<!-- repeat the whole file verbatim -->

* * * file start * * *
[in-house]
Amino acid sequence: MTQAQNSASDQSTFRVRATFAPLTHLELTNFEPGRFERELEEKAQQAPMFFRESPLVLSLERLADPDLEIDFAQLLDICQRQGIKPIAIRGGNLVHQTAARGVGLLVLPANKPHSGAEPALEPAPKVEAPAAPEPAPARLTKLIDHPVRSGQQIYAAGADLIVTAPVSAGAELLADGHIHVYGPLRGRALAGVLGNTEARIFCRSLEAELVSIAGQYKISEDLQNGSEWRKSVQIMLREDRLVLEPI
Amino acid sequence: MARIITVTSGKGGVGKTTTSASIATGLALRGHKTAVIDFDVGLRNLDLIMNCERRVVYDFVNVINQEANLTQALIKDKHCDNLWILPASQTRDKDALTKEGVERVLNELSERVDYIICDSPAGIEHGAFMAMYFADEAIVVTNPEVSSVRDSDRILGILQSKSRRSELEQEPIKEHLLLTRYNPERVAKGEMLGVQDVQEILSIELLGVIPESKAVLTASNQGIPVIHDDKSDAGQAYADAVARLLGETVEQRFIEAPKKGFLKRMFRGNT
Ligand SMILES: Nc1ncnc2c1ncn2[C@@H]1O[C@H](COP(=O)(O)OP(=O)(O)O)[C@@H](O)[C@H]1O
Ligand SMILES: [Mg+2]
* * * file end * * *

[in-house]
Amino acid sequence: MTQAQNSASDQSTFRVRATFAPLTHLELTNFEPGRFERELEEKAQQAPMFFRESPLVLSLERLADPDLEIDFAQLLDICQRQGIKPIAIRGGNLVHQTAARGVGLLVLPANKPHSGAEPALEPAPKVEAPAAPEPAPARLTKLIDHPVRSGQQIYAAGADLIVTAPVSAGAELLADGHIHVYGPLRGRALAGVLGNTEARIFCRSLEAELVSIAGQYKISEDLQNGSEWRKSVQIMLREDRLVLEPI
Amino acid sequence: MARIITVTSGKGGVGKTTTSASIATGLALRGHKTAVIDFDVGLRNLDLIMNCERRVVYDFVNVINQEANLTQALIKDKHCDNLWILPASQTRDKDALTKEGVERVLNELSERVDYIICDSPAGIEHGAFMAMYFADEAIVVTNPEVSSVRDSDRILGILQSKSRRSELEQEPIKEHLLLTRYNPERVAKGEMLGVQDVQEILSIELLGVIPESKAVLTASNQGIPVIHDDKSDAGQAYADAVARLLGETVEQRFIEAPKKGFLKRMFRGNT
Ligand SMILES: Nc1ncnc2c1ncn2[C@@H]1O[C@H](COP(=O)(O)OP(=O)(O)O)[C@@H](O)[C@H]1O
Ligand SMILES: [Mg+2]